Research group led by Canadian curator finds new tortoise species in Mexico
A Goode's Thornscrub Tortoise is shown in this 2013 photo. (Taylor Edwards)
The Canadian Press
Published Wednesday, February 10, 2016 1:24PM EST
TORONTO -- A group of international researchers led by a curator from the Royal Ontario Museum in Toronto says it has discovered a new species of tortoise in northern Mexico.
After decades of study, the team uncovered what was previously thought to be a single species of tortoise is actually three species.
The new species has been named Goode's Thornscrub Tortoise after businessman and philanthropist Eric Goode, who is known for his efforts to ensure the survival of turtles and tortoises globally.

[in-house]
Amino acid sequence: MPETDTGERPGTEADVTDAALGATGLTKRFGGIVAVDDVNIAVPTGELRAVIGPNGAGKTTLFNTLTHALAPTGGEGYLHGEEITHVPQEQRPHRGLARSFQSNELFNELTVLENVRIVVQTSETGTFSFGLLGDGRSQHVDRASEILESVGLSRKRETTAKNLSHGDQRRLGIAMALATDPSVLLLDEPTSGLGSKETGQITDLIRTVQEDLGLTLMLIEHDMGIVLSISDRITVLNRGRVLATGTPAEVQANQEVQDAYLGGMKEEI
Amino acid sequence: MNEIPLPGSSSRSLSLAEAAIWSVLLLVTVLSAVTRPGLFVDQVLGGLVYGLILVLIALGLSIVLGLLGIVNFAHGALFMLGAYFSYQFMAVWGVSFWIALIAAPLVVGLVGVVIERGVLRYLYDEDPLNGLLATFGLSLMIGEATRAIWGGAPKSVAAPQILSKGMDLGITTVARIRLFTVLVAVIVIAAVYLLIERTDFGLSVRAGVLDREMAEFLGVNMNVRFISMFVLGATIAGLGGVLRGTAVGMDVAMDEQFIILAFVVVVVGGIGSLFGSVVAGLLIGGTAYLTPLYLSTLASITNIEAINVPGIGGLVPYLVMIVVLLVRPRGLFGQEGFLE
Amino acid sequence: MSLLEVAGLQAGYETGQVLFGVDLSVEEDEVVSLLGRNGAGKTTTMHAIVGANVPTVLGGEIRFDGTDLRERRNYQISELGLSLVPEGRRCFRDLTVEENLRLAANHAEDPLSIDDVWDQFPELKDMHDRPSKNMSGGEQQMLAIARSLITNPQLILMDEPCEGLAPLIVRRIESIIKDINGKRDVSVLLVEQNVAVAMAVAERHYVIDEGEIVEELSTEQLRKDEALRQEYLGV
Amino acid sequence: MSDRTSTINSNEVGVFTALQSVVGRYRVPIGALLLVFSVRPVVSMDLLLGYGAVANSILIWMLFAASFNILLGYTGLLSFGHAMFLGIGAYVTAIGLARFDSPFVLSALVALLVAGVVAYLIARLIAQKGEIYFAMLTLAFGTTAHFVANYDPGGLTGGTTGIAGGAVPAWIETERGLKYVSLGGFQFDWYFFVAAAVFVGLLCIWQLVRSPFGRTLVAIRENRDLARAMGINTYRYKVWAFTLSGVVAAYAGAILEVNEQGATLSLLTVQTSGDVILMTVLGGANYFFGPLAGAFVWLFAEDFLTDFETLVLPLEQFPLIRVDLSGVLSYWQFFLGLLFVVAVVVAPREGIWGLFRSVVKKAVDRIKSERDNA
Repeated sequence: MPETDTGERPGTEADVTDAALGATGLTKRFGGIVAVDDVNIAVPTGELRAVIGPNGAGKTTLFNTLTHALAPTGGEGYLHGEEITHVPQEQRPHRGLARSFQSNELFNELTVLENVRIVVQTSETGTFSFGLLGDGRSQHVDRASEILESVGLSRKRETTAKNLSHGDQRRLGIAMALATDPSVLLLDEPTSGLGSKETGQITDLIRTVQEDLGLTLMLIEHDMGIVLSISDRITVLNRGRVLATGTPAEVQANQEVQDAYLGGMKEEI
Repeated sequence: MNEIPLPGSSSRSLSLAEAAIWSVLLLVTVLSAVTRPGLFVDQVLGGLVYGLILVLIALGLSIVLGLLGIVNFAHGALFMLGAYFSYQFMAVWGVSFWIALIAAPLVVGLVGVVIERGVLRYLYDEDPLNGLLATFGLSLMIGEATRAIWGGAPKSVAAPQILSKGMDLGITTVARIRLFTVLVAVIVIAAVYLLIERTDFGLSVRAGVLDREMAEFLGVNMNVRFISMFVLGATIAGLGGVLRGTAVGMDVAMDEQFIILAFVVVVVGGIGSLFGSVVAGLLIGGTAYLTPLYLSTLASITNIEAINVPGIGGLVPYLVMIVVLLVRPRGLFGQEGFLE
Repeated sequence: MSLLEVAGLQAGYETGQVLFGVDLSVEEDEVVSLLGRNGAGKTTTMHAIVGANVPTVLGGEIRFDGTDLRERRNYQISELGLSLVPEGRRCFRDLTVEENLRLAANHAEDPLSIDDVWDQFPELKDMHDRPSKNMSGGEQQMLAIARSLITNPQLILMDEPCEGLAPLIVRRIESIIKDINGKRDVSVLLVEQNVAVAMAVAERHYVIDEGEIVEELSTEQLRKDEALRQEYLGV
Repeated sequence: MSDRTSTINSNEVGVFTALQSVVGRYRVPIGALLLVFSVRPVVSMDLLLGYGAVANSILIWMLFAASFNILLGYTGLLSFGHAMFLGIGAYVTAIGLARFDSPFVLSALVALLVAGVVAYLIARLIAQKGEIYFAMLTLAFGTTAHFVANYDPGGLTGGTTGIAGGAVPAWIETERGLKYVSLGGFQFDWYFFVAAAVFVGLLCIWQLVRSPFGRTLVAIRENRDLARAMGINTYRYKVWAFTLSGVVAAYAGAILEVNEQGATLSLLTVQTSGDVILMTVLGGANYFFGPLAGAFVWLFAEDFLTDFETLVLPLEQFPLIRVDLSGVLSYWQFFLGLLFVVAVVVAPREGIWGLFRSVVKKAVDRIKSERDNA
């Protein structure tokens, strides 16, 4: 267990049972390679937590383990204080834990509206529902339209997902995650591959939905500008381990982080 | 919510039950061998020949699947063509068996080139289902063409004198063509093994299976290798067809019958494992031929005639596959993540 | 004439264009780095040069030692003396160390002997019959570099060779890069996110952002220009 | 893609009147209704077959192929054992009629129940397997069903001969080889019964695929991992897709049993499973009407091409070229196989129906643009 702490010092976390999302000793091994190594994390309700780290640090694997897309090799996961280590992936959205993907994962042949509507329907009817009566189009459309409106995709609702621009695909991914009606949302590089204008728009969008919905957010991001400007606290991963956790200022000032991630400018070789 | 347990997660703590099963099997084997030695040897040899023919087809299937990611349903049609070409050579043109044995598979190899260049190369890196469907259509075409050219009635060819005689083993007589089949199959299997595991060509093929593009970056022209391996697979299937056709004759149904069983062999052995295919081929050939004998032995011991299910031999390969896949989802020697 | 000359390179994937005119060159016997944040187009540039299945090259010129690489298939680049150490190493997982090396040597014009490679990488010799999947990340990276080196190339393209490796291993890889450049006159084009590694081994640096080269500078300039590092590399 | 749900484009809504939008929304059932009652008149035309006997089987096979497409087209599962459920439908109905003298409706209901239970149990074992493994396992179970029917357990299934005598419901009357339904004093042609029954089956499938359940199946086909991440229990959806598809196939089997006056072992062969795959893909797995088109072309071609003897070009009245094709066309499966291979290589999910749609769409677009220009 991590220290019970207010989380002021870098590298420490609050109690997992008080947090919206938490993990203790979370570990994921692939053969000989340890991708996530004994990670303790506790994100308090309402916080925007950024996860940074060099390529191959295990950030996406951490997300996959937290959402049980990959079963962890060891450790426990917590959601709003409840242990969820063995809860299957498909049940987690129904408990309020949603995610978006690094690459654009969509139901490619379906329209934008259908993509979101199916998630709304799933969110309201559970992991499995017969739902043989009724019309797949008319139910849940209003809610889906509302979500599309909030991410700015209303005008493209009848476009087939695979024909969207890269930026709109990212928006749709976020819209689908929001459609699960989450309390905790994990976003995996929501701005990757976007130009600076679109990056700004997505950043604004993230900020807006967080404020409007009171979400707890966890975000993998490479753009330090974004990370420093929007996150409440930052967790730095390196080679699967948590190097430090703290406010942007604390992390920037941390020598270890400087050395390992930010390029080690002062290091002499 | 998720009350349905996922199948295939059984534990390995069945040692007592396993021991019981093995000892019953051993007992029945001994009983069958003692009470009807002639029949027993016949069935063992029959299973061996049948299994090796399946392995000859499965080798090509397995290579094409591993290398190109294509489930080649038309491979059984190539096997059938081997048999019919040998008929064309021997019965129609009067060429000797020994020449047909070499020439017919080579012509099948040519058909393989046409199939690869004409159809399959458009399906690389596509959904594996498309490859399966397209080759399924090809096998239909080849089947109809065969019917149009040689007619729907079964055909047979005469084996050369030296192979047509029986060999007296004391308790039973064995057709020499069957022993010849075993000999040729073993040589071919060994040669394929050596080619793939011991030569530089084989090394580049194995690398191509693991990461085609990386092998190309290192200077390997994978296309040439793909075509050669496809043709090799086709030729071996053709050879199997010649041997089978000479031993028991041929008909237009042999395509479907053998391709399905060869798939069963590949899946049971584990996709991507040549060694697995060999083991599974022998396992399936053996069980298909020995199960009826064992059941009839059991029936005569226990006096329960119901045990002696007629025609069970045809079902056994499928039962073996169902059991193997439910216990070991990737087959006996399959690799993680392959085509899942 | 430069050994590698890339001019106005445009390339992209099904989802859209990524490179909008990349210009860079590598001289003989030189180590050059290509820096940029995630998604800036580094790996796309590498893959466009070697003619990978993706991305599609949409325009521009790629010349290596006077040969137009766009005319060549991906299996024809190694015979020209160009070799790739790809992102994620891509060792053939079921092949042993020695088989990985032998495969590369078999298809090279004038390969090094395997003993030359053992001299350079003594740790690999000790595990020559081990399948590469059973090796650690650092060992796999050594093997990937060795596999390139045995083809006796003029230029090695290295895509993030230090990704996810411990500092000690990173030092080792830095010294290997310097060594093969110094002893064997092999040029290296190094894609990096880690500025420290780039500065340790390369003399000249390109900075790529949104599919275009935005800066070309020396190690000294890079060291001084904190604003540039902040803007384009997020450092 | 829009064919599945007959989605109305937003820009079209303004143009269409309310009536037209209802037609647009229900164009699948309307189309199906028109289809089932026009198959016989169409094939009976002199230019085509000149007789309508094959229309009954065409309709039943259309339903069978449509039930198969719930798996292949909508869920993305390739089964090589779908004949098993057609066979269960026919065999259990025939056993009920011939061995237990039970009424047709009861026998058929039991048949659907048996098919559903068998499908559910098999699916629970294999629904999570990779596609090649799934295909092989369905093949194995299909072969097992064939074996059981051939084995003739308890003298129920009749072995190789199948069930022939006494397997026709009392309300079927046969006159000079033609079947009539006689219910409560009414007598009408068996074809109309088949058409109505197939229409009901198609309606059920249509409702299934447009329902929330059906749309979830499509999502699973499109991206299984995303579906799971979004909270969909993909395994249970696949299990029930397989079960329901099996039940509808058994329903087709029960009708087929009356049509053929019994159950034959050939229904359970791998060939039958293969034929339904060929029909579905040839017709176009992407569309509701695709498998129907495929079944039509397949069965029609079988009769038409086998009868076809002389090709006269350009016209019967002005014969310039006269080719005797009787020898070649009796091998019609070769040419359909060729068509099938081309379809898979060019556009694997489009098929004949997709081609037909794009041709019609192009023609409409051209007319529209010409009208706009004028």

The previously known tortoises in the group, Agassiz's Desert Tortoise and Morafka's Desert Tortoise, live in the Mojave Desert, from southern Utah to southern California and from Arizona to central Sonora.
Goode's Thornscrub Tortoise has the smallest distribution among the group and the researchers say it is most certainly threatened with extinction.
The research by the group led by Bob Murphy, the ROM's senior curator of herpetology, is to be published this week in the journal ZooKeys.
"This discovery draws attention to the special biodiversity found in Mexico, and the habitats that are threatened," Murphy said Wednesday in a release. "These research results will help scientists in their efforts to protect endemic wildlife."